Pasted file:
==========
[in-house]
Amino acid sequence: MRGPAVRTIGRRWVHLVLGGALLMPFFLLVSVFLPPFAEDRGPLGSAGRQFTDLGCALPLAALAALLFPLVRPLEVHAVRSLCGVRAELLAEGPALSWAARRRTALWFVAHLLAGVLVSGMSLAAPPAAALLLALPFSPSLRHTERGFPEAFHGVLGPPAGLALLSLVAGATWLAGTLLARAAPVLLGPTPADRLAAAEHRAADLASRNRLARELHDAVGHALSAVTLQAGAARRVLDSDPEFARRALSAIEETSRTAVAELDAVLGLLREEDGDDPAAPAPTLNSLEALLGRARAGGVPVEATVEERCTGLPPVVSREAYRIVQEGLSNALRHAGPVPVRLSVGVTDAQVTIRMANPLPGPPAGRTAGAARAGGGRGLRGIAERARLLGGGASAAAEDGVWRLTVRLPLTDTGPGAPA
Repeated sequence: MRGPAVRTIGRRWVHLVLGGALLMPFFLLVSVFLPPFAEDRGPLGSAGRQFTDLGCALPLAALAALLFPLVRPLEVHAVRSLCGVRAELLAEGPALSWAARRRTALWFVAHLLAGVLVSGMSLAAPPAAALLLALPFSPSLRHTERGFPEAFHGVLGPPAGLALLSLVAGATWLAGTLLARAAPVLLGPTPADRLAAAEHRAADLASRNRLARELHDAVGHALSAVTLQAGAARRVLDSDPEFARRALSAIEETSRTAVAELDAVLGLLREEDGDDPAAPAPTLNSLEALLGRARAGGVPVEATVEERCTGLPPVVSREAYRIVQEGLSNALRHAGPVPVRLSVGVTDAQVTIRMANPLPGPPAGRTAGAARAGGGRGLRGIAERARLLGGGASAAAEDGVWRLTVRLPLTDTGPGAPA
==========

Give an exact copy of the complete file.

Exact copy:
[in-house]
Amino acid sequence: MRGPAVRTIGRRWVHLVLGGALLMPFFLLVSVFLPPFAEDRGPLGSAGRQFTDLGCALPLAALAALLFPLVRPLEVHAVRSLCGVRAELLAEGPALSWAARRRTALWFVAHLLAGVLVSGMSLAAPPAAALLLALPFSPSLRHTERGFPEAFHGVLGPPAGLALLSLVAGATWLAGTLLARAAPVLLGPTPADRLAAAEHRAADLASRNRLARELHDAVGHALSAVTLQAGAARRVLDSDPEFARRALSAIEETSRTAVAELDAVLGLLREEDGDDPAAPAPTLNSLEALLGRARAGGVPVEATVEERCTGLPPVVSREAYRIVQEGLSNALRHAGPVPVRLSVGVTDAQVTIRMANPLPGPPAGRTAGAARAGGGRGLRGIAERARLLGGGASAAAEDGVWRLTVRLPLTDTGPGAPA
Repeated sequence: MRGPAVRTIGRRWVHLVLGGALLMPFFLLVSVFLPPFAEDRGPLGSAGRQFTDLGCALPLAALAALLFPLVRPLEVHAVRSLCGVRAELLAEGPALSWAARRRTALWFVAHLLAGVLVSGMSLAAPPAAALLLALPFSPSLRHTERGFPEAFHGVLGPPAGLALLSLVAGATWLAGTLLARAAPVLLGPTPADRLAAAEHRAADLASRNRLARELHDAVGHALSAVTLQAGAARRVLDSDPEFARRALSAIEETSRTAVAELDAVLGLLREEDGDDPAAPAPTLNSLEALLGRARAGGVPVEATVEERCTGLPPVVSREAYRIVQEGLSNALRHAGPVPVRLSVGVTDAQVTIRMANPLPGPPAGRTAGAARAGGGRGLRGIAERARLLGGGASAAAEDGVWRLTVRLPLTDTGPGAPA